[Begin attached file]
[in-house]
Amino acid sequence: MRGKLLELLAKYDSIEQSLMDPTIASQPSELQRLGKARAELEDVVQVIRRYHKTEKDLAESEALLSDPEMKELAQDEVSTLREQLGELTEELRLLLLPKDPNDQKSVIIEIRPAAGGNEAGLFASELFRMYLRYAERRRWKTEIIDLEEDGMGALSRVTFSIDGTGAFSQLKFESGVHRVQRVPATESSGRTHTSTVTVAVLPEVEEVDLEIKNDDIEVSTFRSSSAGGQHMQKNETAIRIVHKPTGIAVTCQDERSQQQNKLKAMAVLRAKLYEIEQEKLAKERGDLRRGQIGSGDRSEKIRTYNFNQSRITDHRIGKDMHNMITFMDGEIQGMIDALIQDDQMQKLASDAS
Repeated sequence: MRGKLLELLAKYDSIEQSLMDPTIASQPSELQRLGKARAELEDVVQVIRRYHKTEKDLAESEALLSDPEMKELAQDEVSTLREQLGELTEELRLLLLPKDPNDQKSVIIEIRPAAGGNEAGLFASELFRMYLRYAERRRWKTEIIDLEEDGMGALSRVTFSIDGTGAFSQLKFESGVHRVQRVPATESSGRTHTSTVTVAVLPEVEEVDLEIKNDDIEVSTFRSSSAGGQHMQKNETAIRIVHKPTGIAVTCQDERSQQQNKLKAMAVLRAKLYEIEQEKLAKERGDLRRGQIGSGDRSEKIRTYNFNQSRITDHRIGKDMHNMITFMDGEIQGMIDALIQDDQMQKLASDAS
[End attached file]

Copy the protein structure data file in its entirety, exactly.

[in-house]
Amino acid sequence: MRGKLLELLAKYDSIEQSLMDPTIASQPSELQRLGKARAELEDVVQVIRRYHKTEKDLAESEALLSDPEMKELAQDEVSTLREQLGELTEELRLLLLPKDPNDQKSVIIEIRPAAGGNEAGLFASELFRMYLRYAERRRWKTEIIDLEEDGMGALSRVTFSIDGTGAFSQLKFESGVHRVQRVPATESSGRTHTSTVTVAVLPEVEEVDLEIKNDDIEVSTFRSSSAGGQHMQKNETAIRIVHKPTGIAVTCQDERSQQQNKLKAMAVLRAKLYEIEQEKLAKERGDLRRGQIGSGDRSEKIRTYNFNQSRITDHRIGKDMHNMITFMDGEIQGMIDALIQDDQMQKLASDAS
Repeated sequence: MRGKLLELLAKYDSIEQSLMDPTIASQPSELQRLGKARAELEDVVQVIRRYHKTEKDLAESEALLSDPEMKELAQDEVSTLREQLGELTEELRLLLLPKDPNDQKSVIIEIRPAAGGNEAGLFASELFRMYLRYAERRRWKTEIIDLEEDGMGALSRVTFSIDGTGAFSQLKFESGVHRVQRVPATESSGRTHTSTVTVAVLPEVEEVDLEIKNDDIEVSTFRSSSAGGQHMQKNETAIRIVHKPTGIAVTCQDERSQQQNKLKAMAVLRAKLYEIEQEKLAKERGDLRRGQIGSGDRSEKIRTYNFNQSRITDHRIGKDMHNMITFMDGEIQGMIDALIQDDQMQKLASDAS